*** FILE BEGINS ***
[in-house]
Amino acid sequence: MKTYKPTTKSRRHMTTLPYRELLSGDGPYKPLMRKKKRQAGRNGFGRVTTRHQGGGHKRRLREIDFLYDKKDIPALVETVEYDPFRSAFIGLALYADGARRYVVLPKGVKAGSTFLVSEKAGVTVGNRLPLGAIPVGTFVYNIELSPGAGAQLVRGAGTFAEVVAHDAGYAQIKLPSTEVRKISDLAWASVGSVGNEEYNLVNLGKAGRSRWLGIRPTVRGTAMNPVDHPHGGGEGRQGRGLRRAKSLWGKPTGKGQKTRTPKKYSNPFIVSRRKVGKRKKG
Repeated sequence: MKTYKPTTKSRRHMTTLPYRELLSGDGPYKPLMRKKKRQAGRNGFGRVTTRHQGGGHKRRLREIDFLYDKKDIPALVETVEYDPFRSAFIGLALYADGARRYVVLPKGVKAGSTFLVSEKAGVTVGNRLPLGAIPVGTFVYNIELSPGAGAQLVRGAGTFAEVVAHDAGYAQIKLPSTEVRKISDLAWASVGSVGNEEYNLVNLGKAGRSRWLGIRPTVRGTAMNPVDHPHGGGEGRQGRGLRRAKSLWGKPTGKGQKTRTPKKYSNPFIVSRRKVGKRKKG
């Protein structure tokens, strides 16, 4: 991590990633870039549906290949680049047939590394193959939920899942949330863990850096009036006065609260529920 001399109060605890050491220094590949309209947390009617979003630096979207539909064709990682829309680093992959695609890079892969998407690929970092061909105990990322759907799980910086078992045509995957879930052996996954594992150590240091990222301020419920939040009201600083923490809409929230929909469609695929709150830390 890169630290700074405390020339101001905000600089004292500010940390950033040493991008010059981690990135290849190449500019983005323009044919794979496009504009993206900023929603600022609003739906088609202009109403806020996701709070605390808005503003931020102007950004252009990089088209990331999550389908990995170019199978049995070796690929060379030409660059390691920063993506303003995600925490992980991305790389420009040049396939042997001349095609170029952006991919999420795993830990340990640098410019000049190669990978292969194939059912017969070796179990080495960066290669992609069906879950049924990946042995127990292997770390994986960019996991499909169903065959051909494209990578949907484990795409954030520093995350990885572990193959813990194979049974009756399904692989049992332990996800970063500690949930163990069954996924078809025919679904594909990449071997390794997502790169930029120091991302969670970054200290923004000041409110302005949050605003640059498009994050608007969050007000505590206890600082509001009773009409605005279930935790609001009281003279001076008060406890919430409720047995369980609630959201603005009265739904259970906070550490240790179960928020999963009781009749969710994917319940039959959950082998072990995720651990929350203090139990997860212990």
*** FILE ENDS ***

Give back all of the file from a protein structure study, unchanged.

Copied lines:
[in-house]
Amino acid sequence: MKTYKPTTKSRRHMTTLPYRELLSGDGPYKPLMRKKKRQAGRNGFGRVTTRHQGGGHKRRLREIDFLYDKKDIPALVETVEYDPFRSAFIGLALYADGARRYVVLPKGVKAGSTFLVSEKAGVTVGNRLPLGAIPVGTFVYNIELSPGAGAQLVRGAGTFAEVVAHDAGYAQIKLPSTEVRKISDLAWASVGSVGNEEYNLVNLGKAGRSRWLGIRPTVRGTAMNPVDHPHGGGEGRQGRGLRRAKSLWGKPTGKGQKTRTPKKYSNPFIVSRRKVGKRKKG
Repeated sequence: MKTYKPTTKSRRHMTTLPYRELLSGDGPYKPLMRKKKRQAGRNGFGRVTTRHQGGGHKRRLREIDFLYDKKDIPALVETVEYDPFRSAFIGLALYADGARRYVVLPKGVKAGSTFLVSEKAGVTVGNRLPLGAIPVGTFVYNIELSPGAGAQLVRGAGTFAEVVAHDAGYAQIKLPSTEVRKISDLAWASVGSVGNEEYNLVNLGKAGRSRWLGIRPTVRGTAMNPVDHPHGGGEGRQGRGLRRAKSLWGKPTGKGQKTRTPKKYSNPFIVSRRKVGKRKKG
């Protein structure tokens, strides 16, 4: 991590990633870039549906290949680049047939590394193959939920899942949330863990850096009036006065609260529920 001399109060605890050491220094590949309209947390009617979003630096979207539909064709990682829309680093992959695609890079892969998407690929970092061909105990990322759907799980910086078992045509995957879930052996996954594992150590240091990222301020419920939040009201600083923490809409929230929909469609695929709150830390 890169630290700074405390020339101001905000600089004292500010940390950033040493991008010059981690990135290849190449500019983005323009044919794979496009504009993206900023929603600022609003739906088609202009109403806020996701709070605390808005503003931020102007950004252009990089088209990331999550389908990995170019199978049995070796690929060379030409660059390691920063993506303003995600925490992980991305790389420009040049396939042997001349095609170029952006991919999420795993830990340990640098410019000049190669990978292969194939059912017969070796179990080495960066290669992609069906879950049924990946042995127990292997770390994986960019996991499909169903065959051909494209990578949907484990795409954030520093995350990885572990193959813990194979049974009756399904692989049992332990996800970063500690949930163990069954996924078809025919679904594909990449071997390794997502790169930029120091991302969670970054200290923004000041409110302005949050605003640059498009994050608007969050007000505590206890600082509001009773009409605005279930935790609001009281003279001076008060406890919430409720047995369980609630959201603005009265739904259970906070550490240790179960928020999963009781009749969710994917319940039959959950082998072990995720651990929350203090139990997860212990």